The state Public Utilities Commission voted 2-1 Thursday to move forward on a possible natural gas pipeline expansion in Maine, which could help control high electricity costs by increasing supplies to gas-fired power plants during the winter.

Critics say that benefit isn’t worth the cost of as much as $75 million a year that customers may need to pay to subsidize the project.

Commissioners Tom Welch and Mark Vannoy voted to move to the next regulatory phase and review three proposals for new pipelines. Commissioner David Littell opposed the decision, saying the agency needs to examine more alternatives before going ahead with such a costly proposal – the $75 million annual subsidy could run for 20 years.

The timing of the next phase is unclear, but the PUC may complete its review and be ready to recommend an option early next year. The governor needs to approve any plan.

Anthony W. Buxton, a lawyer who represents Tennessee Gas Pipeline, which has one of the proposals before the PUC, said the pipeline could be in operation in about four years if the PUC moves fairly quickly.

Current supplies of natural gas are adequate for New England for most of the year, Buxton said. But during cold stretches, the pipeline system can’t carry enough natural gas to meet the increased demand, he said, and that means prices shoot up.

An expanded pipeline network could meet that demand, but there’s a risk for ratepayers. The subsidy, which pipeline backers say is needed to make the project financially viable, would involve the state buying some of the pipeline’s capacity. If demand is weak and state officials can’t find a private user who needs the capacity, the state would still have to pay for its share of the expanded capacity. And that cost could fall onto ratepayers’ shoulders.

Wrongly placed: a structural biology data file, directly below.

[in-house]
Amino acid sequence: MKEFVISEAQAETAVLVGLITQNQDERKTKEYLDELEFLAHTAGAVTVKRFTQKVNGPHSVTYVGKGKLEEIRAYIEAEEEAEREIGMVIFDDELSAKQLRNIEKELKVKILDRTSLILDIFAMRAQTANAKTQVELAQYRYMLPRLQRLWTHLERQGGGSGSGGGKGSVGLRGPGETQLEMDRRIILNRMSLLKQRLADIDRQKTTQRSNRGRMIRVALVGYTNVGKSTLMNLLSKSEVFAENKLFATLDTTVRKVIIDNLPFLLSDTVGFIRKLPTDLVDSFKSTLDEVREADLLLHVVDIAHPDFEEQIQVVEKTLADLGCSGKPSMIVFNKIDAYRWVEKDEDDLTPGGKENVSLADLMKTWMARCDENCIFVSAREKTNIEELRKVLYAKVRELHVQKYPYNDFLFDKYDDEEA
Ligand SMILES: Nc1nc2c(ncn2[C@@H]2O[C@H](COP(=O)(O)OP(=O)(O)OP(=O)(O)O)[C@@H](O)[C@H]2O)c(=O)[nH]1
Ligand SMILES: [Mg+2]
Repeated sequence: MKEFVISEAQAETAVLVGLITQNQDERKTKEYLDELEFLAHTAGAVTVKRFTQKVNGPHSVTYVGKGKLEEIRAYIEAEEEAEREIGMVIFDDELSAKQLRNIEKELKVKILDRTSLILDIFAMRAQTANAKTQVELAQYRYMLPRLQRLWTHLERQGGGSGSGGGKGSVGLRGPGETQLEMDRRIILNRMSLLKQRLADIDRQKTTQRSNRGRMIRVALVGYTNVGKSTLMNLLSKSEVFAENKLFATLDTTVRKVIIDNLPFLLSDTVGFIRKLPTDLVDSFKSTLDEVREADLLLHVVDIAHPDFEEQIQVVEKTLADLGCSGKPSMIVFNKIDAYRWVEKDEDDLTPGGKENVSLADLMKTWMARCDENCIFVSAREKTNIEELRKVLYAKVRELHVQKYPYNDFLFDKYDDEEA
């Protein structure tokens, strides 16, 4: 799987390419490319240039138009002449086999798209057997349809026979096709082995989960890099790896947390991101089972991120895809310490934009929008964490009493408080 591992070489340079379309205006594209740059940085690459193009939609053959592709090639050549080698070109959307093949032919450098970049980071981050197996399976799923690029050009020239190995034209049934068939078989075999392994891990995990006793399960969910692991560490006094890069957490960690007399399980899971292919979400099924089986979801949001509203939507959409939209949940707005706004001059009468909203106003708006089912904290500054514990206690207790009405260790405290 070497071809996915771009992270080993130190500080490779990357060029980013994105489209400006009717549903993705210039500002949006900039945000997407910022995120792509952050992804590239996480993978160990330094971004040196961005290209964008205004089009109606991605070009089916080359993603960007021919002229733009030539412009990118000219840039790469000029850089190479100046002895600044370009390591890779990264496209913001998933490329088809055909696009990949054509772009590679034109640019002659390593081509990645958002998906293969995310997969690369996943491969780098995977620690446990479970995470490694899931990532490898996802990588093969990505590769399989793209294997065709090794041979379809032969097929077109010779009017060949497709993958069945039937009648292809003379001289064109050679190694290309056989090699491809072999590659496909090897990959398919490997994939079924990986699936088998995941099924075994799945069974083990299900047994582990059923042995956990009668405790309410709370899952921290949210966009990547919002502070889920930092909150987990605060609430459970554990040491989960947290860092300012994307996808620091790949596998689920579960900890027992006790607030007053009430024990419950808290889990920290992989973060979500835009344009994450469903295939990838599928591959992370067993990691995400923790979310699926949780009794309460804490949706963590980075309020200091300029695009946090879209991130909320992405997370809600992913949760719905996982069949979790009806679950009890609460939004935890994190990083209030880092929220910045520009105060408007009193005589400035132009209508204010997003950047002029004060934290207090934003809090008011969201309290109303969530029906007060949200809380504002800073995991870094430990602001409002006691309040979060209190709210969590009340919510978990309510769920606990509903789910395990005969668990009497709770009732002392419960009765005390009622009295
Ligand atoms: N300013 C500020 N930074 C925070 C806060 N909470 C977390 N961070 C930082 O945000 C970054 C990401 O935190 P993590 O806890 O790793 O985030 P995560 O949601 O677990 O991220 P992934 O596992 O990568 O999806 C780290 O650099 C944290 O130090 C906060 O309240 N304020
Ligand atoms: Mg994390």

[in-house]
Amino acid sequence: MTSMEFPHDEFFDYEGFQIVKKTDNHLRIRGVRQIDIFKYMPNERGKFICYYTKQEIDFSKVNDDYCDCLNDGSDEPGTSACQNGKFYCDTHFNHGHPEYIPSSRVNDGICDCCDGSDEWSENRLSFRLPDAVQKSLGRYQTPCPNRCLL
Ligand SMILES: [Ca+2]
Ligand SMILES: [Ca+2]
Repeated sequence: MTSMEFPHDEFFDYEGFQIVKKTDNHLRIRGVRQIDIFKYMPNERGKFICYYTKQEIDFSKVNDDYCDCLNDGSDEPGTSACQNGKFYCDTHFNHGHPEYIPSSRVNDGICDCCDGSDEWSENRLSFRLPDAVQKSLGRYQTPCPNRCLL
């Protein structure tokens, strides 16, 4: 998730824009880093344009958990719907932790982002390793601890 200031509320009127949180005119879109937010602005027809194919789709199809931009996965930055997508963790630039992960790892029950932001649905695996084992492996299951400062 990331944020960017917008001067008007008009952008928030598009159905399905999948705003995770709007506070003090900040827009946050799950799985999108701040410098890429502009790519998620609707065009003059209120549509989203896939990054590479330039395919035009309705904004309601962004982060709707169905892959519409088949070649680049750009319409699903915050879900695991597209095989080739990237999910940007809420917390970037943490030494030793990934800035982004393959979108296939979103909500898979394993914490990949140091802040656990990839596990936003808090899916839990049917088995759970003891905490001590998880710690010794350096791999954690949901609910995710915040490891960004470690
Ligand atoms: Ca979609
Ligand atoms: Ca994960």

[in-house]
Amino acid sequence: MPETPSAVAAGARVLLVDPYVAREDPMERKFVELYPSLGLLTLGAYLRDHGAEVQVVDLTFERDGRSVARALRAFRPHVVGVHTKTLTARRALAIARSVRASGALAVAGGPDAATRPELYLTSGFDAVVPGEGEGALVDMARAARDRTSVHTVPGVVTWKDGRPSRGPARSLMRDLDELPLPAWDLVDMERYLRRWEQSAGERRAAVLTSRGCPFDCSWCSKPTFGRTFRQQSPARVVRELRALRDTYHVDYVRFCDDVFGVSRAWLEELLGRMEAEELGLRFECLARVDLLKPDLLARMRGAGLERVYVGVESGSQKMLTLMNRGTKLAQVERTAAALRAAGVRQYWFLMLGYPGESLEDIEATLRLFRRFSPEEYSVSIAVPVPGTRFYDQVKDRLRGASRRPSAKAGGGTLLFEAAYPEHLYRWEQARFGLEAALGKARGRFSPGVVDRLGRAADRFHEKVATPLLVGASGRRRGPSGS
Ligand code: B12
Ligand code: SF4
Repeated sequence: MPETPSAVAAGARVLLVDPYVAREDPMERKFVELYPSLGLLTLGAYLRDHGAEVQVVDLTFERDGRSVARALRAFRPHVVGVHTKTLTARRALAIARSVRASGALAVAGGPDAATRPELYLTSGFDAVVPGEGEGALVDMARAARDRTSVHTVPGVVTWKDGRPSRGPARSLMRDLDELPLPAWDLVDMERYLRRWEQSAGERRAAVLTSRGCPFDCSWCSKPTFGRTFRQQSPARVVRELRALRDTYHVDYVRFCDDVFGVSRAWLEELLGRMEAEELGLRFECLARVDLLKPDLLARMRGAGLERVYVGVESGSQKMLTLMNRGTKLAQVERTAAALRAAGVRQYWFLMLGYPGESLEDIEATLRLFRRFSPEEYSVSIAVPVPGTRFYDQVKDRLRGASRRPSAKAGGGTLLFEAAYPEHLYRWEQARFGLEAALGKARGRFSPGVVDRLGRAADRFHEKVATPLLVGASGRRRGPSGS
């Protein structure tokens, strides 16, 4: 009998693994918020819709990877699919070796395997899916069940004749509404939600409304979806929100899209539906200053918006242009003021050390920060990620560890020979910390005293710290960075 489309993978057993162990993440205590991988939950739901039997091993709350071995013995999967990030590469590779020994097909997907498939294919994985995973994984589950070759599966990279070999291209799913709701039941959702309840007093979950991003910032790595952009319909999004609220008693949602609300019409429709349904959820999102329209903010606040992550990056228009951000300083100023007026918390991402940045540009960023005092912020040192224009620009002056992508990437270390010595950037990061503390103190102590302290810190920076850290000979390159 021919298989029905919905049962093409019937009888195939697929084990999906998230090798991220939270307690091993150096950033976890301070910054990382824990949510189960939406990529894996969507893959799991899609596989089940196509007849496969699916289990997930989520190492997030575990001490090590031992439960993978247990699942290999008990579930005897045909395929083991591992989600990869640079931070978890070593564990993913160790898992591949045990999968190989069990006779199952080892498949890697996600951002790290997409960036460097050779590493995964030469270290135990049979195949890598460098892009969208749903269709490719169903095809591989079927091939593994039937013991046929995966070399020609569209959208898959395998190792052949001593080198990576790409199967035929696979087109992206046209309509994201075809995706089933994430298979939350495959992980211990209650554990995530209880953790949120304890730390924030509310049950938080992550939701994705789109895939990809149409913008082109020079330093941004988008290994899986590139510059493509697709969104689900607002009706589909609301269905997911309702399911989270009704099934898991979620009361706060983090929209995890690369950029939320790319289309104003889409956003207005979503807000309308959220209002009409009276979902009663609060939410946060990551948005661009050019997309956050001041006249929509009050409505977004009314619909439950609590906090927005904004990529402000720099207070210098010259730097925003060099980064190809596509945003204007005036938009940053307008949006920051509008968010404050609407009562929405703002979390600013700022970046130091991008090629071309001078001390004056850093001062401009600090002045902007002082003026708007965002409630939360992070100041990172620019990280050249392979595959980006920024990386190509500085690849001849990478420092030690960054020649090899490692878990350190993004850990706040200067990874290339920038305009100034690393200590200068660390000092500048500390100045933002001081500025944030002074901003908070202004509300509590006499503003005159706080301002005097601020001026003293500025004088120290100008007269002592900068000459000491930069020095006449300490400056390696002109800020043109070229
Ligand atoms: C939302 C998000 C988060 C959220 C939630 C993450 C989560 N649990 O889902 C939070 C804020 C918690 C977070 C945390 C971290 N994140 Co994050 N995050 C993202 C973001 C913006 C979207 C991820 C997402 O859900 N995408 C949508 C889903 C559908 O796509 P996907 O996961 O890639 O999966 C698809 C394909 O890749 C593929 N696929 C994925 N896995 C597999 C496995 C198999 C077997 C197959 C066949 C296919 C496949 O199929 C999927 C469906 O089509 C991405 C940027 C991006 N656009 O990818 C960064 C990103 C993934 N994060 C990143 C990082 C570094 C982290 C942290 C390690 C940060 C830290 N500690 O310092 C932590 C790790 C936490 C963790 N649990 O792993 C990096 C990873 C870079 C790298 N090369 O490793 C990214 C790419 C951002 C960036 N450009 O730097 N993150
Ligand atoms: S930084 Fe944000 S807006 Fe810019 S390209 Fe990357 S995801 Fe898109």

The state’s involvement in what is normally a private business concerns the Conservation Law Foundation, which has opposed the decision for further study of the pipeline proposals.

“It’s a use of ratepayer money that’s inappropriate,” said Greg Cunningham, a senior lawyer with the foundation.

The foundation also objects because expansion means increasing the state’s reliance on natural gas, and that runs counter to efforts to reduce greenhouse gas emissions, he said.

But the head of the Governor’s Energy Office said increasing pipeline capacity into Maine can help avoid electricity price spikes, which have hit businesses hard the past two winters and are expected to do so again this year.

“We’ve really seen the effect – small businesses, printing presses, bowling alleys and restaurants – we’re getting a lot of concern from businesses because they’re seeing that there are really significant price increases that are going to occur, probably starting in December,” said Patrick Woodcock, director of the energy office.

He said that beyond the volatility of natural gas prices, officials are concerned because the retirement of a nuclear power plant in Vermont and a coal plant in Connecticut will reduce the region’s electricity-generating capacity this year, setting the stage for even sharper increases.

Tim Schneider, the Maine public advocate, said he expects the PUC to move quickly on its review of pipeline proposals.

“It’s the urgency of the problem,” he said. “You’re going to start seeing regional gas price volatility this winter.”

Schneider said he expects the PUC to forward a proposal to the governor in the first few months of 2015. Timing is critical because Welch is expected to retire from the commission at the end of this year, and Littell’s term is up in March.

That means whoever is elected governor will be able to appoint two of the three commissioners who will rule on the next phases of the gas pipeline proposal.